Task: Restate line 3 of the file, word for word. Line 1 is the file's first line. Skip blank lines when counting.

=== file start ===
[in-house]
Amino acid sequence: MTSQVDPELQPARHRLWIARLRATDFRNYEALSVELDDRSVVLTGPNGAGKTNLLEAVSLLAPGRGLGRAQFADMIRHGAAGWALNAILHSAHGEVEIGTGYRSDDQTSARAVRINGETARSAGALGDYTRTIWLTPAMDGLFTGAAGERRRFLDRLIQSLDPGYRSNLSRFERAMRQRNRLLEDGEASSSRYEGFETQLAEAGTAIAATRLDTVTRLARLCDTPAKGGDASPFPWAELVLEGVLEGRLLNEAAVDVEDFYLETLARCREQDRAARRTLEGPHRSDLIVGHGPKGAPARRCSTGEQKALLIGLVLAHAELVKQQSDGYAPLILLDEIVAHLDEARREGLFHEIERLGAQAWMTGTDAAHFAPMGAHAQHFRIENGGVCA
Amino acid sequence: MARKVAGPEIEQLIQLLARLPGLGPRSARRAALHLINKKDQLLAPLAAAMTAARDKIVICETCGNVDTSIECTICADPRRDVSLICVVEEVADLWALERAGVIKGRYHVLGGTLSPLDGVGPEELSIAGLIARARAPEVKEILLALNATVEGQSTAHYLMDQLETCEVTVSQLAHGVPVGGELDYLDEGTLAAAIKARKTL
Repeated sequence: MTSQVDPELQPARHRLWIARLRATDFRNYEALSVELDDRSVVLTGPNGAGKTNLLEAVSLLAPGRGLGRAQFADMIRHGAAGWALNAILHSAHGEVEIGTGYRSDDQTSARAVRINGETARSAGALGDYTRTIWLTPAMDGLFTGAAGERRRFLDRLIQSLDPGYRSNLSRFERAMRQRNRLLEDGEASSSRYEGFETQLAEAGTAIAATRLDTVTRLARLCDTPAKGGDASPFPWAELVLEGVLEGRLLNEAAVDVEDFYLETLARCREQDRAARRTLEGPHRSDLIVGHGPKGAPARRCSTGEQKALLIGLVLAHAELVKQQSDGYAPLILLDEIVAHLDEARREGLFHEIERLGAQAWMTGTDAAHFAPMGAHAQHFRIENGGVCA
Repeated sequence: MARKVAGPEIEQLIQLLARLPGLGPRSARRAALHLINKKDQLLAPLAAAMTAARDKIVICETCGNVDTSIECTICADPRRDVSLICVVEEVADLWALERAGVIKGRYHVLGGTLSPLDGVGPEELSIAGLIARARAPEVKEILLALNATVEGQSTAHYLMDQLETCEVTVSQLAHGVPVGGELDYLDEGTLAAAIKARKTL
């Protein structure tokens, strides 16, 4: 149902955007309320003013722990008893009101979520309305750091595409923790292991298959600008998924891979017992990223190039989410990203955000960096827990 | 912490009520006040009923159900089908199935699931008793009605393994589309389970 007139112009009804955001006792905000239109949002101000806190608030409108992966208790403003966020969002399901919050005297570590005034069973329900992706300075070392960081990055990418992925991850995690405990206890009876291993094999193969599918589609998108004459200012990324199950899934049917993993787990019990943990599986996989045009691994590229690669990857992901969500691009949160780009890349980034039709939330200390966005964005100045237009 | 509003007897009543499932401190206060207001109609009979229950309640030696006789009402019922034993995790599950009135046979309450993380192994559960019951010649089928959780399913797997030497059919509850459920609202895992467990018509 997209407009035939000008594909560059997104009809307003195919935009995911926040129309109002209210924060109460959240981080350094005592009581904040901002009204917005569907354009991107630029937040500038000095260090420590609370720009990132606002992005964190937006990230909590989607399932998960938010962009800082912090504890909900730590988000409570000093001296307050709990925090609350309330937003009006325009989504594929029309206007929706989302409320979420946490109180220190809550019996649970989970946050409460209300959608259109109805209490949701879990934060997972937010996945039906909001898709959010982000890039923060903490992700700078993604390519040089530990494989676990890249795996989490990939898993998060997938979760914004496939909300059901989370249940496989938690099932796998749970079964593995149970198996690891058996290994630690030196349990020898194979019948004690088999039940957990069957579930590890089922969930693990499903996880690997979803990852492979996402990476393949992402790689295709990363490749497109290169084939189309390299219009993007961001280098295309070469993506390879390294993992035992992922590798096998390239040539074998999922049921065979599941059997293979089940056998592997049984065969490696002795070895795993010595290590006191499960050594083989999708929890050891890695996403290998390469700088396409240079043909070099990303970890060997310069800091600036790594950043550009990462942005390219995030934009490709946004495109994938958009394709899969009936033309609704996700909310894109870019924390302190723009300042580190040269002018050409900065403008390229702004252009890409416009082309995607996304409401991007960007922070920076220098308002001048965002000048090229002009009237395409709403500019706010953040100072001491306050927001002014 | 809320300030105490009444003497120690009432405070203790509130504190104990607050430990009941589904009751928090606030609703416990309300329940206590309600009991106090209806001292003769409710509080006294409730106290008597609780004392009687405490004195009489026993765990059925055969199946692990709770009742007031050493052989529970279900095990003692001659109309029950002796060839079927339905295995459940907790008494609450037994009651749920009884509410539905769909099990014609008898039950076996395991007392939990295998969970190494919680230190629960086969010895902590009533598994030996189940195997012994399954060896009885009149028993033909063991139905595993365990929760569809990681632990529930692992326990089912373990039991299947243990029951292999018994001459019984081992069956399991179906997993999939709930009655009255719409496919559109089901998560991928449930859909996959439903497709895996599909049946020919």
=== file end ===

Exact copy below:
Amino acid sequence: MARKVAGPEIEQLIQLLARLPGLGPRSARRAALHLINKKDQLLAPLAAAMTAARDKIVICETCGNVDTSIECTICADPRRDVSLICVVEEVADLWALERAGVIKGRYHVLGGTLSPLDGVGPEELSIAGLIARARAPEVKEILLALNATVEGQSTAHYLMDQLETCEVTVSQLAHGVPVGGELDYLDEGTLAAAIKARKTL